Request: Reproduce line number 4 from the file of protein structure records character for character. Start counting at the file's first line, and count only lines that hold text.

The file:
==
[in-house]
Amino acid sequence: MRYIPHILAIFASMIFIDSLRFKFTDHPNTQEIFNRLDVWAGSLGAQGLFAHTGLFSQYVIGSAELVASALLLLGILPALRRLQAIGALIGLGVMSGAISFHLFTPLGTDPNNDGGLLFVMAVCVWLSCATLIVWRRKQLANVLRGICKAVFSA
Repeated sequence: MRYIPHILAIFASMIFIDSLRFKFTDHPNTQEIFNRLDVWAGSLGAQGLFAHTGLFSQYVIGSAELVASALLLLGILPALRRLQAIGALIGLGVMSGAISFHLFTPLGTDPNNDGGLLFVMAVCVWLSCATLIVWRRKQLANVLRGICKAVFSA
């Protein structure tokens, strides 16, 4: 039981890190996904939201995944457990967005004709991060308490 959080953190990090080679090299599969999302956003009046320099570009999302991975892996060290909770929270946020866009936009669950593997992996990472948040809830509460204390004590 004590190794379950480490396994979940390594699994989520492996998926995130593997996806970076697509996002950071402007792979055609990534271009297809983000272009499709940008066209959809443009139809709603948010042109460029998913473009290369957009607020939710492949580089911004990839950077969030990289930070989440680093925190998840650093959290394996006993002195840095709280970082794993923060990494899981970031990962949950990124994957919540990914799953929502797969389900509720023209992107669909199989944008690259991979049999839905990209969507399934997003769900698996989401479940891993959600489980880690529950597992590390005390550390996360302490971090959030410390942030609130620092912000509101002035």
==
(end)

């Protein structure tokens, strides 16, 4: 039981890190996904939201995944457990967005004709991060308490 959080953190990090080679090299599969999302956003009046320099570009999302991975892996060290909770929270946020866009936009669950593997992996990472948040809830509460204390004590 004590190794379950480490396994979940390594699994989520492996998926995130593997996806970076697509996002950071402007792979055609990534271009297809983000272009499709940008066209959809443009139809709603948010042109460029998913473009290369957009607020939710492949580089911004990839950077969030990289930070989440680093925190998840650093959290394996006993002195840095709280970082794993923060990494899981970031990962949950990124994957919540990914799953929502797969389900509720023209992107669909199989944008690259991979049999839905990209969507399934997003769900698996989401479940891993959600489980880690529950597992590390005390550390996360302490971090959030410390942030609130620092912000509101002035």